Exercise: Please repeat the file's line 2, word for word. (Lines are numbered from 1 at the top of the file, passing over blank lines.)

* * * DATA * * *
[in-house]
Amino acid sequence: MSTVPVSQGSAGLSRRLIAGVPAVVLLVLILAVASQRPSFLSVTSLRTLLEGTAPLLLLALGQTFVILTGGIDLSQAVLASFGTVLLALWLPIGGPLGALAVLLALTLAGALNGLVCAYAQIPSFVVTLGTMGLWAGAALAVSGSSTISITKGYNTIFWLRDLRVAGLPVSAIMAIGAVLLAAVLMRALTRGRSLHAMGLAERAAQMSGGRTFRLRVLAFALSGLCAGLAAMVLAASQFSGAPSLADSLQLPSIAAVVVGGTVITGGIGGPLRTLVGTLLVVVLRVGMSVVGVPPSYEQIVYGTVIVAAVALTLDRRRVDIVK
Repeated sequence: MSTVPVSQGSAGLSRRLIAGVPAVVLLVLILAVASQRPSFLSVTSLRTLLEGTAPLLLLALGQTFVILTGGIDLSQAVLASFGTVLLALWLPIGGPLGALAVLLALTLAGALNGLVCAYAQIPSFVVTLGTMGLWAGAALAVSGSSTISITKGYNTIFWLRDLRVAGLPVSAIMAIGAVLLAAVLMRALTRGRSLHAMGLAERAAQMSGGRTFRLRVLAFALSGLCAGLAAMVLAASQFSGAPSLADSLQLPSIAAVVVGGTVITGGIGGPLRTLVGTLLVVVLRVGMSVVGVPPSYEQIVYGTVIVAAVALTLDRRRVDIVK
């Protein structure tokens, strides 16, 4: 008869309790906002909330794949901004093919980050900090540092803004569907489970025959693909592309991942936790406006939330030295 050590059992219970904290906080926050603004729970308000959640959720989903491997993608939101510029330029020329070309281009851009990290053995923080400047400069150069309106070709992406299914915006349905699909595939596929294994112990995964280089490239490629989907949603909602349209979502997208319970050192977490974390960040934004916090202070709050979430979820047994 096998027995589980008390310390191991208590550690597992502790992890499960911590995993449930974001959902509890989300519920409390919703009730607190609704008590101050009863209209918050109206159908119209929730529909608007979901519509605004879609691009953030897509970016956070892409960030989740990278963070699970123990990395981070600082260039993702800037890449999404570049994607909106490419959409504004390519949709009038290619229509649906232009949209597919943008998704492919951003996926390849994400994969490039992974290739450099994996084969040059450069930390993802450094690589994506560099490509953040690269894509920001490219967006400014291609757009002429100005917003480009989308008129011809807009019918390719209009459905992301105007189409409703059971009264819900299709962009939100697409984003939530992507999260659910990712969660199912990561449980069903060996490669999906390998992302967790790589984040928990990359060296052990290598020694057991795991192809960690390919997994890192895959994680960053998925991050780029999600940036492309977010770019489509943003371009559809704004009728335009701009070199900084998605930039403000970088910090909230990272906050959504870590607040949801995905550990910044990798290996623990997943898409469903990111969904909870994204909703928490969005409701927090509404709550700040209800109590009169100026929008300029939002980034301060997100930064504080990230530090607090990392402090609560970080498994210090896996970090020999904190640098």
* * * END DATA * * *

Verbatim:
Amino acid sequence: MSTVPVSQGSAGLSRRLIAGVPAVVLLVLILAVASQRPSFLSVTSLRTLLEGTAPLLLLALGQTFVILTGGIDLSQAVLASFGTVLLALWLPIGGPLGALAVLLALTLAGALNGLVCAYAQIPSFVVTLGTMGLWAGAALAVSGSSTISITKGYNTIFWLRDLRVAGLPVSAIMAIGAVLLAAVLMRALTRGRSLHAMGLAERAAQMSGGRTFRLRVLAFALSGLCAGLAAMVLAASQFSGAPSLADSLQLPSIAAVVVGGTVITGGIGGPLRTLVGTLLVVVLRVGMSVVGVPPSYEQIVYGTVIVAAVALTLDRRRVDIVK